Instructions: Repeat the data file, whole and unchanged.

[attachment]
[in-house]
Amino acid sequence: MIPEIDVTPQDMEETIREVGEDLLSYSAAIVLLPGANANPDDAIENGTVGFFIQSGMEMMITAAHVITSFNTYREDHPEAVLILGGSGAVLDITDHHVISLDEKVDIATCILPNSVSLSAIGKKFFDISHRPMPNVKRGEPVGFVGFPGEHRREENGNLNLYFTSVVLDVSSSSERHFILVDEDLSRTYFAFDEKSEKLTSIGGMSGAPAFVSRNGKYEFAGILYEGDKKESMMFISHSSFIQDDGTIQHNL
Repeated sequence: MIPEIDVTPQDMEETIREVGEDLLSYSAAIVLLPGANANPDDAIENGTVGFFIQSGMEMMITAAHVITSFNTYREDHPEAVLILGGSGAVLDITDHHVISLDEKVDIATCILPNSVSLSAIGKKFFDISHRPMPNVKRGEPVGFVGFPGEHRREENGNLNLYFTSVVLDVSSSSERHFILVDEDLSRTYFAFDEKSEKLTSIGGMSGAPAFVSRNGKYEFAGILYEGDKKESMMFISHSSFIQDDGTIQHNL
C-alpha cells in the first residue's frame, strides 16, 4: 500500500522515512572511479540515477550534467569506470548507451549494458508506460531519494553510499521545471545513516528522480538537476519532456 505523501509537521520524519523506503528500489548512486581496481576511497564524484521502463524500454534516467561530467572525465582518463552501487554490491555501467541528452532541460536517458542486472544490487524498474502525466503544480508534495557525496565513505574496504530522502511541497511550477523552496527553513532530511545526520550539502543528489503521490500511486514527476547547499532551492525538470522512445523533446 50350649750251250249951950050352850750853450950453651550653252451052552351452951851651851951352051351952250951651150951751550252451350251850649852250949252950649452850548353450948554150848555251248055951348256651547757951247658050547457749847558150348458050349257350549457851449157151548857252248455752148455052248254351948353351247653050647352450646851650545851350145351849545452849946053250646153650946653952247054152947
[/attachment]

[in-house]
Amino acid sequence: MIPEIDVTPQDMEETIREVGEDLLSYSAAIVLLPGANANPDDAIENGTVGFFIQSGMEMMITAAHVITSFNTYREDHPEAVLILGGSGAVLDITDHHVISLDEKVDIATCILPNSVSLSAIGKKFFDISHRPMPNVKRGEPVGFVGFPGEHRREENGNLNLYFTSVVLDVSSSSERHFILVDEDLSRTYFAFDEKSEKLTSIGGMSGAPAFVSRNGKYEFAGILYEGDKKESMMFISHSSFIQDDGTIQHNL
Repeated sequence: MIPEIDVTPQDMEETIREVGEDLLSYSAAIVLLPGANANPDDAIENGTVGFFIQSGMEMMITAAHVITSFNTYREDHPEAVLILGGSGAVLDITDHHVISLDEKVDIATCILPNSVSLSAIGKKFFDISHRPMPNVKRGEPVGFVGFPGEHRREENGNLNLYFTSVVLDVSSSSERHFILVDEDLSRTYFAFDEKSEKLTSIGGMSGAPAFVSRNGKYEFAGILYEGDKKESMMFISHSSFIQDDGTIQHNL
C-alpha cells in the first residue's frame, strides 16, 4: 500500500522515512572511479540515477550534467569506470548507451549494458508506460531519494553510499521545471545513516528522480538537476519532456 505523501509537521520524519523506503528500489548512486581496481576511497564524484521502463524500454534516467561530467572525465582518463552501487554490491555501467541528452532541460536517458542486472544490487524498474502525466503544480508534495557525496565513505574496504530522502511541497511550477523552496527553513532530511545526520550539502543528489503521490500511486514527476547547499532551492525538470522512445523533446 50350649750251250249951950050352850750853450950453651550653252451052552351452951851651851951352051351952250951651150951751550252451350251850649852250949252950649452850548353450948554150848555251248055951348256651547757951247658050547457749847558150348458050349257350549457851449157151548857252248455752148455052248254351948353351247653050647352450646851650545851350145351849545452849946053250646153650946653952247054152947